Raising Keynes: An old economist finds new rock-star status

Keynesian economics is being hailed as key to ending the collapse.

John Maynard Keynes (right) met with US Treasury official Harry Dexter White in 1946.

If economics were about boxing, the classic bout of modern times would have Milton Friedman in one corner and John Maynard Keynes in the other.

Recent rounds have been dominated by Mr. Friedman, the New York-born champion of free markets, but his opponent, an English university don with a penchant for the arts, has recently staged a dramatic comeback.

Few seem to be cheering anymore for unregulated capitalism. From the forthcoming Obama administration to the British government, “Keynesian” economics is now widely invoked as key to saving the world from a new great depression.

For admirers of Mr. Keynes, whose radical idea was that governments could avoid recessions by running deficits, the economist’s resurgence is a vindication after decades in the shadow of Friedman’s followers, including Ronald Reagan and Margaret Thatcher.

More than 60 years after Keynes’s death, his nephew smiles at the revival of his uncle’s ideas.

“He was never altogether out of fashion,” says Stephen Keynes, an octogenarian scion of one of Britain’s most famous families and, like his uncle, a direct descendant of Charles Darwin. “It’s just that certain people have associated his name with inflation, which was not what he advocated.”

This isn’t the first time an American president struggling to regain control of a spiraling economy has sought guidance from Keynes. In 1938, his ideas were embraced, albeit reluctantly, by Franklin D. Roosevelt, with the president announcing it was up to government to “create an economic upturn” by making “additions to the purchasing power of the nation.”

The notion was promoted by Keynes (pronounced “Cains”) in his 1936 magnum opus, “The General Theory of Employment, Interest, and Money,” which stated that government should borrow when the economy slows to keep people employed, because private sector investment won’t be enough. Another major legacy of Keynes was leading the British delegation to the Bretton Woods conference of 1944, where he played a key role in creating the World Bank and the International Monetary Fund.

In today’s Britain, as a debate rages over how to kick-start the faltering economy, few days pass without the economist’s name invoked in newspapers.

At Cambridge itself, a “Keynes Society” is now being established to promote new ideas from around the world on economics, the arts, science, and climate change. Nick Butler, chairman of the Cambridge Centre for Energy Studies, told fellow scholars that the society would not just pay tribute to Keynes, but “revive his sense of pragmatic creativity, which seems so lacking, and so necessary at the moment.”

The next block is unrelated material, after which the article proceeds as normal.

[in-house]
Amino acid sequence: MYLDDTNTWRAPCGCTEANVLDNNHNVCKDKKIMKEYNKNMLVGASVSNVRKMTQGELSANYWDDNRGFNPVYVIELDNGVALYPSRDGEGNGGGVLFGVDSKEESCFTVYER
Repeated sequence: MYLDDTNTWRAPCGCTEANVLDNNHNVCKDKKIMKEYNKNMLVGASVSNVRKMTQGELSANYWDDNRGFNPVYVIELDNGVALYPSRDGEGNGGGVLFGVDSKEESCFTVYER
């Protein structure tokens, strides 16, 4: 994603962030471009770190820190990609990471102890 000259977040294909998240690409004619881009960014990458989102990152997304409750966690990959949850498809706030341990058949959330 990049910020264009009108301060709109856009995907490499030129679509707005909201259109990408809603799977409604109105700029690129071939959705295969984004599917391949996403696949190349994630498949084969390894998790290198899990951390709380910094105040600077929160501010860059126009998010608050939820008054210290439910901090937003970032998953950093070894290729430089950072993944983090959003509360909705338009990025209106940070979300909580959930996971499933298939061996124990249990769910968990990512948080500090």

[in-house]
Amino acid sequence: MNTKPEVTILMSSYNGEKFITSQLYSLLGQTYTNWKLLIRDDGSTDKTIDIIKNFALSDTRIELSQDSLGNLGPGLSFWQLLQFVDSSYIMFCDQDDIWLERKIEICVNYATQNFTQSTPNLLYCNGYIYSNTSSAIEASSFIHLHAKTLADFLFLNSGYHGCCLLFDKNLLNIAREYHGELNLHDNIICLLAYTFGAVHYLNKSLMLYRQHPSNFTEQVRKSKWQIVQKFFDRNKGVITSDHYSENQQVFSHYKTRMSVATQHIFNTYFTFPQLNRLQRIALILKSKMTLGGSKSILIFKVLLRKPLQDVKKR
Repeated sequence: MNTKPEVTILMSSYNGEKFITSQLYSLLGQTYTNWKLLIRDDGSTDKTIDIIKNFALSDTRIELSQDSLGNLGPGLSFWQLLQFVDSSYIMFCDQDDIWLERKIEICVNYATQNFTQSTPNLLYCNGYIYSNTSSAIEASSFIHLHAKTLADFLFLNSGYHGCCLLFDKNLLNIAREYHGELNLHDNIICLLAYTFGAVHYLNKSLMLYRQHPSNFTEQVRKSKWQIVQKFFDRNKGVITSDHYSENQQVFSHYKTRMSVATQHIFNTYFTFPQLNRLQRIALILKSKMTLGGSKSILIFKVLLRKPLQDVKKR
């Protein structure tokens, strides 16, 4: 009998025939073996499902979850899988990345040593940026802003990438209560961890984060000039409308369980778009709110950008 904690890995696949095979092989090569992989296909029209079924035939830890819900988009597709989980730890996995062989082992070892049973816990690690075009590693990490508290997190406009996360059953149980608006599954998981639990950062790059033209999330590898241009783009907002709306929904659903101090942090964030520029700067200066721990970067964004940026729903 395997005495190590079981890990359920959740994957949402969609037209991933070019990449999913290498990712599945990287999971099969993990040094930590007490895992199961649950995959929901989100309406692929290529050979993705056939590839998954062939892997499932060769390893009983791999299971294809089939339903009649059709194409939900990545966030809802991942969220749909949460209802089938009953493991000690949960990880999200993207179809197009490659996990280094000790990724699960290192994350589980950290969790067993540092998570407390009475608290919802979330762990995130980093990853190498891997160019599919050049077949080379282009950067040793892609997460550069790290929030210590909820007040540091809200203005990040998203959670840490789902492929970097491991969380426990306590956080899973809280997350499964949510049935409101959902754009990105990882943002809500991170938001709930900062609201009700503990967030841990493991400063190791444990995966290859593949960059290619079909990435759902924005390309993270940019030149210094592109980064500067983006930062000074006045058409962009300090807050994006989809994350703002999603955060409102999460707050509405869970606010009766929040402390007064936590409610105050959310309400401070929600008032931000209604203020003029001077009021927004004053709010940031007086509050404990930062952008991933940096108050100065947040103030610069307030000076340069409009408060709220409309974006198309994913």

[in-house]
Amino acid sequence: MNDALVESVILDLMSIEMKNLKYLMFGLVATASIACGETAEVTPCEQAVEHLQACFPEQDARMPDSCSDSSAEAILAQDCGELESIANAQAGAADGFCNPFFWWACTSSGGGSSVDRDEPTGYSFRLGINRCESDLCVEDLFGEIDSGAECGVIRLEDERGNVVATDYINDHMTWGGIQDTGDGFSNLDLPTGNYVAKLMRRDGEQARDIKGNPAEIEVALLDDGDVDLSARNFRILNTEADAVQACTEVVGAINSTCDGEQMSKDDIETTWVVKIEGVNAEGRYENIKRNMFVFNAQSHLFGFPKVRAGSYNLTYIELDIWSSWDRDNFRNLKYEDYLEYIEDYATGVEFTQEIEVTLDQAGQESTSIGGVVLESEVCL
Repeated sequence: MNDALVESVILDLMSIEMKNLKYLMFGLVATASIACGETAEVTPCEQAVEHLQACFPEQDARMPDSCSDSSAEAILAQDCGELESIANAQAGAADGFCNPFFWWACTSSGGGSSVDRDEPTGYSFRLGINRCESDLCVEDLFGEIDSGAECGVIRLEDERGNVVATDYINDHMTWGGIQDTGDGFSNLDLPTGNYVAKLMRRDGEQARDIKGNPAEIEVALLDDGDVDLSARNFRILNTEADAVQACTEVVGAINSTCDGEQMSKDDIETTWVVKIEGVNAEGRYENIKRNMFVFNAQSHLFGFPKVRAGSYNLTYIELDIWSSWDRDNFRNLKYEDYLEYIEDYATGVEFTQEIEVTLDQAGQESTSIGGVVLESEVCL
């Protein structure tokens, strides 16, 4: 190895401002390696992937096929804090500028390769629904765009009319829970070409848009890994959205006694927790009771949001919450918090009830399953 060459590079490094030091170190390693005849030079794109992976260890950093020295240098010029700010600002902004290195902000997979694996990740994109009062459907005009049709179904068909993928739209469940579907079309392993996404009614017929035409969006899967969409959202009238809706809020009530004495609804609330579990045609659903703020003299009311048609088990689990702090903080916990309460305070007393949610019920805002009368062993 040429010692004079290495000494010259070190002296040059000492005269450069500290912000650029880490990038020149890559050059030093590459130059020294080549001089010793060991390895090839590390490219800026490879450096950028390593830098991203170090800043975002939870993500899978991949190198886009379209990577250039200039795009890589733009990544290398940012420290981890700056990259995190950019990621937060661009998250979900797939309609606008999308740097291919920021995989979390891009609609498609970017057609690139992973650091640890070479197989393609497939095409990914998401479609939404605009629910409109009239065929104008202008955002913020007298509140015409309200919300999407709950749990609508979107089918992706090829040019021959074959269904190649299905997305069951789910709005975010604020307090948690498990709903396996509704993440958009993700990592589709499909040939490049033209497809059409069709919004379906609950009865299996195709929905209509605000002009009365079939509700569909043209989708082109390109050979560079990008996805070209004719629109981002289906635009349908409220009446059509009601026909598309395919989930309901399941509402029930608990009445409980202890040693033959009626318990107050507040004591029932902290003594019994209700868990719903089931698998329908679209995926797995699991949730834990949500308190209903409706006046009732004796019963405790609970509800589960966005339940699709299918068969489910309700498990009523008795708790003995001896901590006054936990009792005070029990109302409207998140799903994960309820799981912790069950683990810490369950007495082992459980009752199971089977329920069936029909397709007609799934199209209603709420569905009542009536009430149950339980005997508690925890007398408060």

Sales of books based on his theories have risen in recent months. An acclaimed three-volume biography of Keynes himself is regarded as recommended reading for a new generation of policymakers.

“John Maynard Keynes has been restored to life,” wrote its author, Robert Skidelsky, last month in the British center-left journal, The New Statesman. “Rusty Keynesian tools – larger budget deficits, tax cuts, accelerated spending programmes and other ‘economic stimuli’ – have been brought back into use the world over to cut off the slide into depression.”

But there has been no greater testament to the faith placed in Keynesianism than the course charted by Britain’s prime minister, Gordon Brown. Last week, Mr. Brown unveiled plans for public works spending meant to ease recessionary pain by creating up to 100,000 jobs. Drawing a direct comparison with the public works projects undertaken by FDR, Brown also wants to tackle climate change by investing in rail, electric cars, wind power, and wave power.

Despite his reemergence as a policy rock star, voices arguing against a Keynesian response to the financial crisis remain unsilenced.

“I am surprised at how many Keynesians were in the woodwork on both sides of the Atlantic,” says Chris Edwards, an economist at the Cato Institute, a US free-market think tank. Mr. Edwards, who talks of a resurgence of “kindergarten Keynesianism,” expresses amazement at the number of PhD economists who, he says, are now reversing previous pronouncements.

“I think Friedman’s biggest concern right now would be how central bankers are putting so much money into the system,” he adds, warning that younger Americans will be saddled with debt from boosting the economy. “Keynes was a brilliant guy, but his main policy thrust was to respond to the short-term crisis. Obama’s advisers are buying into the idea that the short term is the only thing that matters.”

Elsewhere, even admirers of Keynes question whether attempts to stave off a new recession are truly Keynesian. Vincent Cable, a member of parliament and the economics spokesperson for Britain’s third largest party, the Liberal Democrats, suggests the Keynesian tag is being misused to describe British government measures.

“What Obama is proposing to do is far more ambitious than what is being done in the UK, and Keynes would recognize that,” says Mr. Cable, who studied economics at Cambridge in the 1960s under the “disciples” of Keynes, including Richard Kahn, Joan Robinson, and Nicholas Kaldor.

Cable concedes, however, that Keynes’s work is far from bedtime reading: “His writing is pretty impenetrable.... Adam Smith and ‘The Wealth of Nations’ is a good read. Keynes is not easy.”

Keynes’s nephew, Stephen, says his uncle would approve of the economic policies being pursued by US President-elect Obama, describing them as “very clearly Keynesian.”

Stephen Keynes adds, “It does give me pleasure that the ridiculous Thatcher years now seem so absurd.... The whole world admires Obama’s steadfastness and self-confidence.”

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